quality is not as good here for those kind of things or in the case
of silk (or other high-tech fabric) long underwear, I haven't seen it
here. Quick-drying hiking socks from EMS, REI, or any good outdoor
store will be a good investment.
31. If you have a favorite hat with a big brim, bring it. The
temperature got up to 110 degrees F one day last summer and the heat
wave seemed to last for a really long month. Having a wet bandanna
around your neck when it's that hot is also helpful.
32. No, there are no McDonald's here, but there is a little store
that has a pretty accurate fake "7-11" sign. There was a fake
McDonald's called "MonDonald's" (i.e., "MONgolian mcDONALD'S), but
McDonald's attorneys got in touch and made them change it
to "RonDonald's". Mongolians have never heard of McDonald's, so it
was pretty much a waste of time.
33. SARS: Mongolia is being amazingly proactive in preventing the
spread of the virus. New or possible cases are reported every day (I
think we only have a couple confirmed), most of the population is
wearing face masks (a very odd sight on the streets), the biggest
open-air market in the country is closed indefinitely, public events
are cancelled, all the bars and discos are closing at 10 (can't quite
figure that one out), and all the buildings have their door handles
wrapped with gauze soaked in some disinfectant, i.e., they're wet. I
can't imagine that it would be able to spread to the point that we
would get evacuated. (Cross your fingers)
34. Thermarest self-inflating air mattress: It's likely that you
will have plenty of chances to sleep on floors, and if you mind, this
is really comfortable to have and packs up pretty compactly. You can
also buy the 'chair' accessory, made out of nylon, that will turn
your mattress into a comfy floor chair, which is easily portable for
travel. Even though I live in an apartment, this is my most
comfortable chair (sad to say). The mattress is also my guest bed as
most of us(all of us?)don't have an extra bed or maybe even an extra
couch for guests.
35. It's hard or impossible to find good quality cotton t-shirts;
bring them from home if you like to wear them.
36. Splurge on some good quality sunglasses with all the appropriate
UV protection; there's alot of sun here!
37. If you get the same amount of paperwork that we did, it would be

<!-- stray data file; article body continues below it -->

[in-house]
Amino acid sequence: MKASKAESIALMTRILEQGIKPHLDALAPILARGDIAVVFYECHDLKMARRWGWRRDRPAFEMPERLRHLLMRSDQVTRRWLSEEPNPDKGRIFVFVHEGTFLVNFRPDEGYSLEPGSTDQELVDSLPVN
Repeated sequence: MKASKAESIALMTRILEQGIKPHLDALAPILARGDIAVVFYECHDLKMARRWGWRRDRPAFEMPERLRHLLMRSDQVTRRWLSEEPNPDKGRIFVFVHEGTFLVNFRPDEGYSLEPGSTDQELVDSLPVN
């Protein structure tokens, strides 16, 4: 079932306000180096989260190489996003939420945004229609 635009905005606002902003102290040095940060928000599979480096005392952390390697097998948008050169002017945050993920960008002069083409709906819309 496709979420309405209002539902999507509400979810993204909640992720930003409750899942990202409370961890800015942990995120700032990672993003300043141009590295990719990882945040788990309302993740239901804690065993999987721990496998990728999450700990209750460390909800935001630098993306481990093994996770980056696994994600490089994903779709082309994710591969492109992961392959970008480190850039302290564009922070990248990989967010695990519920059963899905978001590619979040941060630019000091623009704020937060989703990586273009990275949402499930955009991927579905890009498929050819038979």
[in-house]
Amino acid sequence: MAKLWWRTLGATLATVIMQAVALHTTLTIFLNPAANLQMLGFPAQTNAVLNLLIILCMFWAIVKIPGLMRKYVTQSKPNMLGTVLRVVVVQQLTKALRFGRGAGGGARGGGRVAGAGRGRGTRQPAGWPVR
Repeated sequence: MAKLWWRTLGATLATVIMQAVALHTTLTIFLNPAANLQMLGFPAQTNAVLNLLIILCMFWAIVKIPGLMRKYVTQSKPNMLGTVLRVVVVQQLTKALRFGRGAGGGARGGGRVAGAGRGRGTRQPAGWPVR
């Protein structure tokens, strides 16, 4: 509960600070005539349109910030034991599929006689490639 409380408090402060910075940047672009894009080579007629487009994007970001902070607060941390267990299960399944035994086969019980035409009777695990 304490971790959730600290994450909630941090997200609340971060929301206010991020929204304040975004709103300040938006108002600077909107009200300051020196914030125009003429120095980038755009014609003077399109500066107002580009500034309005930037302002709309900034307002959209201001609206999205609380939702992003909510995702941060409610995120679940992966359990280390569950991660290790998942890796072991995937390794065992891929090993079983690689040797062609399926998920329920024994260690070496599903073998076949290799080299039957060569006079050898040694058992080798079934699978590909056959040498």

handy to bring a lightweight, durable folder with dividers to keep it
all straight. You might be able to find something you like in UB,
but you won't get there for shopping for some weeks after you arrive.
38. Hiking boots: You don't need really heavyweight boots, as
you're mostly walking around on bare ground (or very uneven
sidewalks),i.e., it's not particularly rugged, just a bit uneven,
dirty, and often littered with broken glass. There are plenty of
shoe repair shops if you wear something out or something breaks, as
people can't easily afford to buy new things. In the winter, you'll
be switching to insulated boots anyway. They also sell all sorts of
variations of lighter weight hiking shoes/boots here (both cheap
Chinese and Western quality).
39. Teva (or Teva-like) walking sandals: Best investment I made.
Good for walking on rugged surfaces, wading across streams, hiking
small mountains, and using sketchy-looking bath houses. And they're
In general, pack for the summer as if you are going on an extended
camping trip; i.e., pack light. Also, bring an extra duffle bag to
carry all the extra stuff the PC will hand out during the summer:
filters, books and folders mostly, and anything else you accumulate
over the summer. Everything that you don't need for the summer can
be sent directly to the PC in Ulaanbaatar, clearly labelled "Winter
gear - leave in UB" or something like that, so you don't have to deal
with it until you leave for your permanent site.
I've rambled. Hope some of this was useful to you and will look
forward to eventually meeting all of you this summer.